Pretoria - Deputy Defence Minister Kebby Maphatsoe - who is also head of the uMkonto weSiwe Military Veterans Association (MKMVA) and the man who labelled Public Protector Thuli Madonsela a "CIA agent" - will effectively go on trial in the Gauteng High Court in Johannesburg on Thursday.
In a long-delayed action brought by six former senior MKMVA veterans, Maphatsoe and former senior members of the association are accused of looting millions from the veterans’ organisation.
The court action began four years ago, but the failure of the MKMVA executive to respond, saw the matter ruled as not urgent. It has now, finally, been scheduled to be heard and could become a major source of embarrassment for the government in the run-up to the local government elections.
The accusations relate to a forensic audit of MKMVA, commissioned by former soldiers and conducted by auditing firm Sizwe Ntsaluba Gobodo. These relate to allegedly unauthorised payments, amounting to R5.4m, to Maphatsoe, former association treasurer Dumisani Khoza, former chairperson Deacon Mathe, and former treasurer Johannes Motseki.
"But that is the tip of the iceberg as it was in 2012," says one of the six MK veterans involved in the case. He pointed out that former ANC MP Vytjie Mentor earlier this year accused Maphatsoe of pocketing R10m that the Gupta family had given him to help veterans of the anti-apartheid struggle.
Maphatsoe denied the accusation, but admitted that an extensive business relationship existed between the MKMVA and the Gupta family.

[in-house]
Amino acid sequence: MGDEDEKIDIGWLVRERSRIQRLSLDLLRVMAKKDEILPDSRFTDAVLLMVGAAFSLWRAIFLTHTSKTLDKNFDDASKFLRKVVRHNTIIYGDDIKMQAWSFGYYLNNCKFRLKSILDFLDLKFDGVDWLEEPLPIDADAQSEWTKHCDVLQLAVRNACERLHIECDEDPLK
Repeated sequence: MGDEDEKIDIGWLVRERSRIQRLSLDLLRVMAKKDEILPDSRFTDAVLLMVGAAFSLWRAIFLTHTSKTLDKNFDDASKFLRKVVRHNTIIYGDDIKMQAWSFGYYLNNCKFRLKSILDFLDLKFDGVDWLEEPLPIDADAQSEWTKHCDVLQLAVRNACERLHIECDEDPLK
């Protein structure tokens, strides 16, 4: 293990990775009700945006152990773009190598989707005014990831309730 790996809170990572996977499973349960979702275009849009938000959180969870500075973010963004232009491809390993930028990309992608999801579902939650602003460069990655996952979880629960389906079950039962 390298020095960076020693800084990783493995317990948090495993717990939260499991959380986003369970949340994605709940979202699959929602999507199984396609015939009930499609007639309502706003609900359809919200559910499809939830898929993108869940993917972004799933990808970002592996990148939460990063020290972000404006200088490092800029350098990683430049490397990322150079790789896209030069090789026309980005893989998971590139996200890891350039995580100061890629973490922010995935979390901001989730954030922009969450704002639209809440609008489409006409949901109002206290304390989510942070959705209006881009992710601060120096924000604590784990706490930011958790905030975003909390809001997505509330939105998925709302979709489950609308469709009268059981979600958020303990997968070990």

"We are not captured and we encourage others to come and do business with us," he reportedly said.
In one sense, this is a battle between the "1976 generation", who served as MK soldiers in the controversial and tumultuous years of the 1980s in Angola, and the "SDUs" (Self Defence Units) - youths recruited after the release of Nelson Mandela and flown to Uganda to be trained. Many of these recruits are referred to by the older soldiers as "comtsotsis", or young township "comrades" who behaved like gangsters.
In this week’s hearing, fingers are likely to be pointed at the leadership of the MKMVA and a number of leading personalities involved with Maphatsoe. But he also faces further legal problems later in the year: he is being sued for defamation by former defence minister Ronnie Kasrils.
Kasrils is seeking R1m in damages for comments made by Maphatsoe about Kasrils having set up a "honey trap" that enabled President Jacob Zuma to be charged with having raped a woman, who Maphatsoe claimed was recruited by Kasrils. He also claimed that the former defence minister was associated with "foreign agents".